&bull; Share out biscuits/fruit together with the children.
&bull; Count out fruit, biscuits, drinks
Physical
&bull; Knock over numbered skittles
&bull; Throw large dice and clap, jump, hop catch ball etc. correct number of times
&bull; Throw correct number of beanbags into numbered containers
&bull; Jump along numbered carpet tiles in order from 1-5/10
&bull; Use large chalked shapes on the ground. Throw a shape dice, children run to correct shape. A harder version would be to add colours so children have to run to the red square, the green circle etc.
&bull; Throw correct number of quoits over numbered cones.
Measuring and time
&bull; Draw round hands and/or feet and cut out. Use for measuring activities and games.
&bull; Give children a length of string, fabric or a ruler. How many things can they find that are longer/shorter?
&bull; Place some pegs in a line on a pegboard. Can children add or take away pegs to make the line longer/shorter?
&bull; Give children different sized containers. See how many conkers, cones, shells etc. they can fit inside them.
&bull; Use role-play to encourage the children to find things to fit e.g. the right sized hat, belt, bag, container etc.
&bull; Make a time line with photos of what the children do in the day e.g. register, snack, outdoor play ... encourage them to refer to it during the session.
&bull; Use a sand timer at tidying up times in order to help children learn about the concept of time.
Shapes
&bull; Collect flat and 3D shaped items from the environment and make a display e.g. tins, food packets, money
&bull; Stick a large favourite picture on to a piece of card. Cut into two or more shapes according to the ability of the child and see if they can put the picture together again.
&bull; Carefully cut/break for example a toothpaste box, a flowerpot (watch edges) into pieces. Can the child put the item back together again?
&bull; Play with flat shapes on the floor and find which are the same and which fit together.
&bull; Cut sponges into different shapes and use to print shape pictures.
&bull; Place shapes into a bag. Ask children to pull out a circle, a square, a curvy shape, a straight shape etc. by feel only.
&bull; Go on a shape walk. Take a shape with you and look for that shape in the environment.
&bull; Use shapes freely to make own pictures and patterns.
&bull; Make shape biscuits.
&bull; Make shapes with playdough.
&bull; Mark out large shapes on the floor. Children run round to music and go and stand inside a given shape when the music stops.
&bull; Children march/dance round to music. When the music stops, they make a shape with their body.

7. ### missjivebunnyNew commenter

Msz I love your lists. I've just passed this on to my mum who teachers Yr2, she was asking me for practical ideas for her SEN children today and she says thankyou!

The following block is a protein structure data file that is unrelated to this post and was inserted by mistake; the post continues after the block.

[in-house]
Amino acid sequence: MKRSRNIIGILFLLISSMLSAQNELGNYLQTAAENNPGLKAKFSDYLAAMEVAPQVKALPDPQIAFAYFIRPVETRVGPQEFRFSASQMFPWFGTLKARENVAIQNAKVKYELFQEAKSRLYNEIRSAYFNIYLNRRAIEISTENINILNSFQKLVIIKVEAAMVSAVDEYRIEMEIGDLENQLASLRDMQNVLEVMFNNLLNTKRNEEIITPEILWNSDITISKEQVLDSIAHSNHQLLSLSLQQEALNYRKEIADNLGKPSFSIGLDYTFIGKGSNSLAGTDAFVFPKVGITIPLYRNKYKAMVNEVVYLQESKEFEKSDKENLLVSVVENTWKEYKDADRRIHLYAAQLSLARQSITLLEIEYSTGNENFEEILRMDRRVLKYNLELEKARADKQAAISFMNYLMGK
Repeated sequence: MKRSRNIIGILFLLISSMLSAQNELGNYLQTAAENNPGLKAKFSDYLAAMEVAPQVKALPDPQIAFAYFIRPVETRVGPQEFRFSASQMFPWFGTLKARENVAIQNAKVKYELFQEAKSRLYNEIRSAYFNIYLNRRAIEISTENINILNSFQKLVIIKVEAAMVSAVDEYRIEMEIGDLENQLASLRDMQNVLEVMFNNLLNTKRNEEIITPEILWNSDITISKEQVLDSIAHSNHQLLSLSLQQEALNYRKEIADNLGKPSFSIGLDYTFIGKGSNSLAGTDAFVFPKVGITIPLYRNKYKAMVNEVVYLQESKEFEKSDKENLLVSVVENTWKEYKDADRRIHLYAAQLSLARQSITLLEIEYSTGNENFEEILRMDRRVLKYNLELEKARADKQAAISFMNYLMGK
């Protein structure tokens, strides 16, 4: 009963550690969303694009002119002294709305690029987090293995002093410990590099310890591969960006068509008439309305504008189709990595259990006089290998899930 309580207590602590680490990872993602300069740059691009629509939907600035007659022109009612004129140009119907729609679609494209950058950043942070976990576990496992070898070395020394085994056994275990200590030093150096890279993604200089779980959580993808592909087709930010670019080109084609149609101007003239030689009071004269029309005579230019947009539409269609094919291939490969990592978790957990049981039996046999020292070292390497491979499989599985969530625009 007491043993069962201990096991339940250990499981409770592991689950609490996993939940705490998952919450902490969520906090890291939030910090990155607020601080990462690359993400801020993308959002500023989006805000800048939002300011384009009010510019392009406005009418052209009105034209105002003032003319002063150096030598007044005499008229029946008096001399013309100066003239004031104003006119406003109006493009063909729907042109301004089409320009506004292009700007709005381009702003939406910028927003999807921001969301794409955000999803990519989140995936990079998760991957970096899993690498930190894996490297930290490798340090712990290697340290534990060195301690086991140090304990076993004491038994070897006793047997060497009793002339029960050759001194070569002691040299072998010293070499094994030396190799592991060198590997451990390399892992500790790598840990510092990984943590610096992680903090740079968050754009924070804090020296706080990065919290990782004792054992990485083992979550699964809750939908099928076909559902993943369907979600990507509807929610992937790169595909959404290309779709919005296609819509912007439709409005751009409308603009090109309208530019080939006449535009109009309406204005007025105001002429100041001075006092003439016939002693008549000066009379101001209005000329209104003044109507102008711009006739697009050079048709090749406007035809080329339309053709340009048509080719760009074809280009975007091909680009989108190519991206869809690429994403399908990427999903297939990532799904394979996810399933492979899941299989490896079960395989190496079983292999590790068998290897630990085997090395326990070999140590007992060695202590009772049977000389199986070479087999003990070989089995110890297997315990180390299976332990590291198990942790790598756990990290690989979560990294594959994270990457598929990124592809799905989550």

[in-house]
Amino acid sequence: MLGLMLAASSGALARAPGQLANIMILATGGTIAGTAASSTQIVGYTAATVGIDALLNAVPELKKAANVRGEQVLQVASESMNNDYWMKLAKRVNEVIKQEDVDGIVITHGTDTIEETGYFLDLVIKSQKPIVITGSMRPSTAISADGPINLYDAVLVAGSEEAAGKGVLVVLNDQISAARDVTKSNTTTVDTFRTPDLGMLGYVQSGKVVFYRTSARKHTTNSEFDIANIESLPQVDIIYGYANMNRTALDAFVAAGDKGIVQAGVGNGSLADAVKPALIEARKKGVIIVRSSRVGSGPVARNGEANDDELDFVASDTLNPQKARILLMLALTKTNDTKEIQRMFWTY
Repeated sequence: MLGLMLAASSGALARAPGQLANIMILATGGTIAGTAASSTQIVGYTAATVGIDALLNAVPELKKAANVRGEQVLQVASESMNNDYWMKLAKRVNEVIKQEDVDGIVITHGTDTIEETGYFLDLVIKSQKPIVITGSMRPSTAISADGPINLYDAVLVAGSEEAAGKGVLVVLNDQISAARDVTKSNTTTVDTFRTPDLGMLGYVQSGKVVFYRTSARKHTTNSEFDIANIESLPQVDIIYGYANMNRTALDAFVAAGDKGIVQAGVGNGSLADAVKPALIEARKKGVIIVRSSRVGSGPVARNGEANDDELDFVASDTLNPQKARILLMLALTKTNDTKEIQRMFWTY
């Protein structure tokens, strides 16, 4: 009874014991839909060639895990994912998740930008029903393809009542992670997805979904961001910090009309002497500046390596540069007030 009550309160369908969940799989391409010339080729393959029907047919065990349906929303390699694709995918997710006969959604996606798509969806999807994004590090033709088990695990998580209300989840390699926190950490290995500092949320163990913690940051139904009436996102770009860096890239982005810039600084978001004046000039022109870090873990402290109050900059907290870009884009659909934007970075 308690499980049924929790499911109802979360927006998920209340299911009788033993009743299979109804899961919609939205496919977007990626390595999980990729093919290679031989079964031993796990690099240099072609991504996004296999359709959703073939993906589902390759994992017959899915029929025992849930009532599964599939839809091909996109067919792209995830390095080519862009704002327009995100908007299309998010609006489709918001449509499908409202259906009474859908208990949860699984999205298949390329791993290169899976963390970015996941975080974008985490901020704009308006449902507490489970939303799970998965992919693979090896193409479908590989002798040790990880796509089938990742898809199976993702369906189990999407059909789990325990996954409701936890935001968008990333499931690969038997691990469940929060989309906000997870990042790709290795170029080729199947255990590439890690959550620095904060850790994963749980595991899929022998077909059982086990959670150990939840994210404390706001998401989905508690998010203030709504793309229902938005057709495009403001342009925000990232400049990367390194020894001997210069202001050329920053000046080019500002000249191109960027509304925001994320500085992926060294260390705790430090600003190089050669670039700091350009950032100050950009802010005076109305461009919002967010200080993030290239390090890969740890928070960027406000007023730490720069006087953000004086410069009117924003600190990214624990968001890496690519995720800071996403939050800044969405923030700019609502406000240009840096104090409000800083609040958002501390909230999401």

8. ### MszEstablished commenter

She's very welcome

9. ### rut1968

Can I have a copy too please! Thank you. dandrjooste@bigpond.com.au

11. ### ellerkeld

Thank you so much for sharing all these ideas - I will be using lots of them!
Enjoy half term!

Thks xxx

13. ### jonocam

Hiya
I am a learning support/ Classroom assistant and would love a copy of your document if possible. My address is
Would be very grateful.
Thanks
karen

14. ### biliboi

see above. its in the resource bank.

15. ### Caroline321

Hi. Could I have a copy too. Just got a Reception Job and on the look out for new ideas.
My e-mail 29trinity@talktalk.net
Thanks so much!

16. ### biliboi

see above. its in the resource bank.

17. ### mmichaela

Im a year 2 teacher too and would love a copy of the document you've sent others. Would u mind sending it to me too please , My email is marymichaela@live.com
thanks

18. ### Khan27

Hi, your ideas are great and saved my life....i am currently doing my PGCE and was wondering if you have similar for other areas of learning. Thanks x

19. ### schooluserNew commenter

Have you tried magnet fishing? put numbers on the fish- children put in order/ add up/ just count how many fish they caught... can be used for catching letters to make words with too (or words to make sentences with). Never met a child who is not fascinated by magnet fishing yet - and if you match the task right they are usually interested in doing it as a follow-on to the fishing. especially if they can put the fish back and start again afterwards. you can get proper fishing rod and fish set and adapt or use a small magnet tied on a string with paper clipped card fish. they could make the fish and write the numbers. they could make a certain number of fish. they could fish for paper fish with numbers and stick them in order.
my year ones enjoy tracing numbers in coloured felts as a quickish practise. you can keep tracing paper as evidence practise and progress everynow and then.
I put guide sheets with arrows and dotty numbers to write over in plastic pockets and they use drywipe pens to write on, then can wipe off. little and often is quite good.
counting to 10 and estimating: I did this during walk to school month and within a week everyone, including the girl who could only count to 8, was making reasonable estimates to 20. Ask children to stand up who... (came by scooter but it could be is wearing a skirt etc) and tell them to sit down before the class can count them. Ask the class to make an estimate (sensible guess).Be sure to ask lots of people, esp the quiet ones, esp the ones who need practise, but also the ones who can do it. then ask the original children to stand up again and get a child who needs the practise to do the counting. repeat with another criteria. It was amazing the result. I'm going to repeat this with different criteria every now and then.